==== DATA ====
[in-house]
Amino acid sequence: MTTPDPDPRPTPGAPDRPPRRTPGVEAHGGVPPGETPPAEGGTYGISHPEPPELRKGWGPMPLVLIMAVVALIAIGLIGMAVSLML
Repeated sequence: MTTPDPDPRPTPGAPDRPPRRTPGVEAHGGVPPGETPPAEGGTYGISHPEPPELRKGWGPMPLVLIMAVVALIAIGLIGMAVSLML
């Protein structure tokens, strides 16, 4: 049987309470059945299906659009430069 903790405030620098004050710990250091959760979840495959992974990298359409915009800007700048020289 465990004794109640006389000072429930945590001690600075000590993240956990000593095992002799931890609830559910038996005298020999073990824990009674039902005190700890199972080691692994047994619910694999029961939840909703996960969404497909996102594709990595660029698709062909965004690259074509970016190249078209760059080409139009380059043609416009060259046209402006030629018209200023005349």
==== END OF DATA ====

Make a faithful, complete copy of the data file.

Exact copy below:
[in-house]
Amino acid sequence: MTTPDPDPRPTPGAPDRPPRRTPGVEAHGGVPPGETPPAEGGTYGISHPEPPELRKGWGPMPLVLIMAVVALIAIGLIGMAVSLML
Repeated sequence: MTTPDPDPRPTPGAPDRPPRRTPGVEAHGGVPPGETPPAEGGTYGISHPEPPELRKGWGPMPLVLIMAVVALIAIGLIGMAVSLML
């Protein structure tokens, strides 16, 4: 049987309470059945299906659009430069 903790405030620098004050710990250091959760979840495959992974990298359409915009800007700048020289 465990004794109640006389000072429930945590001690600075000590993240956990000593095992002799931890609830559910038996005298020999073990824990009674039902005190700890199972080691692994047994619910694999029961939840909703996960969404497909996102594709990595660029698709062909965004690259074509970016190249078209760059080409139009380059043609416009060259046209402006030629018209200023005349």